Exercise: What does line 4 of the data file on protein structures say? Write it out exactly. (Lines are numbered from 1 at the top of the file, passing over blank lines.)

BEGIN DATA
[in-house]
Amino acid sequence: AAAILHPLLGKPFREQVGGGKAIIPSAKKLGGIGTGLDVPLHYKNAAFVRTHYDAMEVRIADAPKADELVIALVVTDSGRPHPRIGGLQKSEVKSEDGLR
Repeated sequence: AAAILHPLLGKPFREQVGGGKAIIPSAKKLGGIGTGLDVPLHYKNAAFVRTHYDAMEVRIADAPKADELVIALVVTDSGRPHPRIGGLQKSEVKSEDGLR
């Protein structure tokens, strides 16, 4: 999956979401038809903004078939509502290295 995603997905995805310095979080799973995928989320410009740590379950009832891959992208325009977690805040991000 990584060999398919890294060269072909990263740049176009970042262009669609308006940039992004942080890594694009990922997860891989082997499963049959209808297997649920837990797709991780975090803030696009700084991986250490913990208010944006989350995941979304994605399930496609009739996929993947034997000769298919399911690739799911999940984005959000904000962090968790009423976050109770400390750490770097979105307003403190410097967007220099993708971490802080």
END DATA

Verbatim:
């Protein structure tokens, strides 16, 4: 999956979401038809903004078939509502290295 995603997905995805310095979080799973995928989320410009740590379950009832891959992208325009977690805040991000 990584060999398919890294060269072909990263740049176009970042262009669609308006940039992004942080890594694009990922997860891989082997499963049959209808297997649920837990797709991780975090803030696009700084991986250490913990208010944006989350995941979304994605399930496609009739996929993947034997000769298919399911690739799911999940984005959000904000962090968790009423976050109770400390750490770097979105307003403190410097967007220099993708971490802080």